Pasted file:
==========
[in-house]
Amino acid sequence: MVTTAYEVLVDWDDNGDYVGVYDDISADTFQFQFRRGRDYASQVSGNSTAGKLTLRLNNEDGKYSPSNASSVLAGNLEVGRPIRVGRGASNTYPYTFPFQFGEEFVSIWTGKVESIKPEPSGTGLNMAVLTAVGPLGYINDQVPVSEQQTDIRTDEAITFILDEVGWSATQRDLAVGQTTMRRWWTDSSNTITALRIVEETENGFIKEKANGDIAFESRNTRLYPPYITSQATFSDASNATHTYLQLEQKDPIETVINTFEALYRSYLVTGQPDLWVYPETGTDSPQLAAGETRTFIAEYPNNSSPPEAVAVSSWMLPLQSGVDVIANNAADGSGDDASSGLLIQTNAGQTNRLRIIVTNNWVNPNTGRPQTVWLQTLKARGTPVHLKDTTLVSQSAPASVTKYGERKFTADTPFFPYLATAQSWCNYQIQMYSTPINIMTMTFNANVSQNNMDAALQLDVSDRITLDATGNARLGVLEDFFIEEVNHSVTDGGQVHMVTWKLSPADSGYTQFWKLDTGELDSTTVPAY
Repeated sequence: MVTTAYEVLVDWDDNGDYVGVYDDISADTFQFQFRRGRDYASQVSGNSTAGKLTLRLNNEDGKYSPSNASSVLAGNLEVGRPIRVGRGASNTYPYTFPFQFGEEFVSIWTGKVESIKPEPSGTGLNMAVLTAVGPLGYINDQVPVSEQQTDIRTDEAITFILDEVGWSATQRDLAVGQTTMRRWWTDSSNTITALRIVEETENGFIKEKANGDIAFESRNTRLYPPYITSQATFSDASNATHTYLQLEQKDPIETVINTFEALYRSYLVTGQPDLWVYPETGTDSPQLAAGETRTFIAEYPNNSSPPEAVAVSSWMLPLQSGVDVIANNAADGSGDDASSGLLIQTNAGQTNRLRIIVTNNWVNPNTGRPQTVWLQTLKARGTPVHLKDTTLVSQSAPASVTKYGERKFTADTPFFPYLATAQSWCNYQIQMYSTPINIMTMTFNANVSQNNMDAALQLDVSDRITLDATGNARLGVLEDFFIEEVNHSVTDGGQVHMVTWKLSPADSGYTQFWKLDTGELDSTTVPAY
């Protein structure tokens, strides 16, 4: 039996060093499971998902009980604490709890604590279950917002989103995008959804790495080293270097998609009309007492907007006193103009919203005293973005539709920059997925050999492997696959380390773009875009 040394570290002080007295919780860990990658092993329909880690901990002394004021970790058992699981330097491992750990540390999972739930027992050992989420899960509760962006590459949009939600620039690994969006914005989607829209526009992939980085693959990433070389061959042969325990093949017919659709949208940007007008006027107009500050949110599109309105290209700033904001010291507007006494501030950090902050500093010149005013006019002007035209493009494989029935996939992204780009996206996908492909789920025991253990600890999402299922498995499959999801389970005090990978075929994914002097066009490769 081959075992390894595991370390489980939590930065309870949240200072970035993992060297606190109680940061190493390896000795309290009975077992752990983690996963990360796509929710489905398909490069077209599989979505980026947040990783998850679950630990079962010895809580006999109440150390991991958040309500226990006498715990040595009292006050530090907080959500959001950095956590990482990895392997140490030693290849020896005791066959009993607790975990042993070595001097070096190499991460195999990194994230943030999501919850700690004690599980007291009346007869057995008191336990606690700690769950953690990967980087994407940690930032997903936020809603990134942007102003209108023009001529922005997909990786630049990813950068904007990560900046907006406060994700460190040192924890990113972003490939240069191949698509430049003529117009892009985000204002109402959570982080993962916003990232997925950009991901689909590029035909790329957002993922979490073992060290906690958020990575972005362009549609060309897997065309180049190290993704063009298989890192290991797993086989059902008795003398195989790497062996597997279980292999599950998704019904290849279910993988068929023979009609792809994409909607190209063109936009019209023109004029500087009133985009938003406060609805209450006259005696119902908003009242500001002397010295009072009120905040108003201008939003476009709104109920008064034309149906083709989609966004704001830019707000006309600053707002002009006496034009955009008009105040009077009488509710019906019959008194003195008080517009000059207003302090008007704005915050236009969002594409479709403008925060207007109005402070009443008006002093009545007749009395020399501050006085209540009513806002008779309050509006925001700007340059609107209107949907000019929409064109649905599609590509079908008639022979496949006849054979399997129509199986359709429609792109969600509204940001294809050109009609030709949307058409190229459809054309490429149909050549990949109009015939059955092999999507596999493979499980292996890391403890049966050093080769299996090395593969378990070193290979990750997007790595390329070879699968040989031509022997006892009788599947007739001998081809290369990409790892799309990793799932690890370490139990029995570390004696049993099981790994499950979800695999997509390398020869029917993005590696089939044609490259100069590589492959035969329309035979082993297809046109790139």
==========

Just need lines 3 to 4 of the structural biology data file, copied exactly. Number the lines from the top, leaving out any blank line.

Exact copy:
Repeated sequence: MVTTAYEVLVDWDDNGDYVGVYDDISADTFQFQFRRGRDYASQVSGNSTAGKLTLRLNNEDGKYSPSNASSVLAGNLEVGRPIRVGRGASNTYPYTFPFQFGEEFVSIWTGKVESIKPEPSGTGLNMAVLTAVGPLGYINDQVPVSEQQTDIRTDEAITFILDEVGWSATQRDLAVGQTTMRRWWTDSSNTITALRIVEETENGFIKEKANGDIAFESRNTRLYPPYITSQATFSDASNATHTYLQLEQKDPIETVINTFEALYRSYLVTGQPDLWVYPETGTDSPQLAAGETRTFIAEYPNNSSPPEAVAVSSWMLPLQSGVDVIANNAADGSGDDASSGLLIQTNAGQTNRLRIIVTNNWVNPNTGRPQTVWLQTLKARGTPVHLKDTTLVSQSAPASVTKYGERKFTADTPFFPYLATAQSWCNYQIQMYSTPINIMTMTFNANVSQNNMDAALQLDVSDRITLDATGNARLGVLEDFFIEEVNHSVTDGGQVHMVTWKLSPADSGYTQFWKLDTGELDSTTVPAY
């Protein structure tokens, strides 16, 4: 039996060093499971998902009980604490709890604590279950917002989103995008959804790495080293270097998609009309007492907007006193103009919203005293973005539709920059997925050999492997696959380390773009875009 040394570290002080007295919780860990990658092993329909880690901990002394004021970790058992699981330097491992750990540390999972739930027992050992989420899960509760962006590459949009939600620039690994969006914005989607829209526009992939980085693959990433070389061959042969325990093949017919659709949208940007007008006027107009500050949110599109309105290209700033904001010291507007006494501030950090902050500093010149005013006019002007035209493009494989029935996939992204780009996206996908492909789920025991253990600890999402299922498995499959999801389970005090990978075929994914002097066009490769 081959075992390894595991370390489980939590930065309870949240200072970035993992060297606190109680940061190493390896000795309290009975077992752990983690996963990360796509929710489905398909490069077209599989979505980026947040990783998850679950630990079962010895809580006999109440150390991991958040309500226990006498715990040595009292006050530090907080959500959001950095956590990482990895392997140490030693290849020896005791066959009993607790975990042993070595001097070096190499991460195999990194994230943030999501919850700690004690599980007291009346007869057995008191336990606690700690769950953690990967980087994407940690930032997903936020809603990134942007102003209108023009001529922005997909990786630049990813950068904007990560900046907006406060994700460190040192924890990113972003490939240069191949698509430049003529117009892009985000204002109402959570982080993962916003990232997925950009991901689909590029035909790329957002993922979490073992060290906690958020990575972005362009549609060309897997065309180049190290993704063009298989890192290991797993086989059902008795003398195989790497062996597997279980292999599950998704019904290849279910993988068929023979009609792809994409909607190209063109936009019209023109004029500087009133985009938003406060609805209450006259005696119902908003009242500001002397010295009072009120905040108003201008939003476009709104109920008064034309149906083709989609966004704001830019707000006309600053707002002009006496034009955009008009105040009077009488509710019906019959008194003195008080517009000059207003302090008007704005915050236009969002594409479709403008925060207007109005402070009443008006002093009545007749009395020399501050006085209540009513806002008779309050509006925001700007340059609107209107949907000019929409064109649905599609590509079908008639022979496949006849054979399997129509199986359709429609792109969600509204940001294809050109009609030709949307058409190229459809054309490429149909050549990949109009015939059955092999999507596999493979499980292996890391403890049966050093080769299996090395593969378990070193290979990750997007790595390329070879699968040989031509022997006892009788599947007739001998081809290369990409790892799309990793799932690890370490139990029995570390004696049993099981790994499950979800695999997509390398020869029917993005590696089939044609490259100069590589492959035969329309035979082993297809046109790139």